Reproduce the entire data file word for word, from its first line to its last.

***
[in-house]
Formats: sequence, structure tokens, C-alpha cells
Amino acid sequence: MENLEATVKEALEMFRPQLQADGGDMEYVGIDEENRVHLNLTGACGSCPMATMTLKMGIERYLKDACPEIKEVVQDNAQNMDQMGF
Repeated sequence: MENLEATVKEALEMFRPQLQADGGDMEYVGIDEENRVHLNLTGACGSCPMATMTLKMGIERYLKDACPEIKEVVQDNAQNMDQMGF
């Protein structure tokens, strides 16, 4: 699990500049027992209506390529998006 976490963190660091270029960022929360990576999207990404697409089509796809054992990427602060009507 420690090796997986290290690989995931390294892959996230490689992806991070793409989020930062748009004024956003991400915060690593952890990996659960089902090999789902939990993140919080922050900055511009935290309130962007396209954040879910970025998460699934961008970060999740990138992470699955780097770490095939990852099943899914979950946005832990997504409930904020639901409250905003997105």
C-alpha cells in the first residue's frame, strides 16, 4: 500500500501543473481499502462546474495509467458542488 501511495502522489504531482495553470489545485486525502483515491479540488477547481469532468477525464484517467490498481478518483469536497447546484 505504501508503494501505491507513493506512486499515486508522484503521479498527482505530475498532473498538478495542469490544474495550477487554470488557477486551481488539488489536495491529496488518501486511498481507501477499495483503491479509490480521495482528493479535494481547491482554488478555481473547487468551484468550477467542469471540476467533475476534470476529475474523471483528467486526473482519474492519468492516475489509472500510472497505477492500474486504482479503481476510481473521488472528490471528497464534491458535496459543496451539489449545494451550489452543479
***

[in-house]
Formats: sequence, structure tokens, C-alpha cells
Amino acid sequence: MENLEATVKEALEMFRPQLQADGGDMEYVGIDEENRVHLNLTGACGSCPMATMTLKMGIERYLKDACPEIKEVVQDNAQNMDQMGF
Repeated sequence: MENLEATVKEALEMFRPQLQADGGDMEYVGIDEENRVHLNLTGACGSCPMATMTLKMGIERYLKDACPEIKEVVQDNAQNMDQMGF
């Protein structure tokens, strides 16, 4: 699990500049027992209506390529998006 976490963190660091270029960022929360990576999207990404697409089509796809054992990427602060009507 420690090796997986290290690989995931390294892959996230490689992806991070793409989020930062748009004024956003991400915060690593952890990996659960089902090999789902939990993140919080922050900055511009935290309130962007396209954040879910970025998460699934961008970060999740990138992470699955780097770490095939990852099943899914979950946005832990997504409930904020639901409250905003997105």
C-alpha cells in the first residue's frame, strides 16, 4: 500500500501543473481499502462546474495509467458542488 501511495502522489504531482495553470489545485486525502483515491479540488477547481469532468477525464484517467490498481478518483469536497447546484 505504501508503494501505491507513493506512486499515486508522484503521479498527482505530475498532473498538478495542469490544474495550477487554470488557477486551481488539488489536495491529496488518501486511498481507501477499495483503491479509490480521495482528493479535494481547491482554488478555481473547487468551484468550477467542469471540476467533475476534470476529475474523471483528467486526473482519474492519468492516475489509472500510472497505477492500474486504482479503481476510481473521488472528490471528497464534491458535496459543496451539489449545494451550489452543479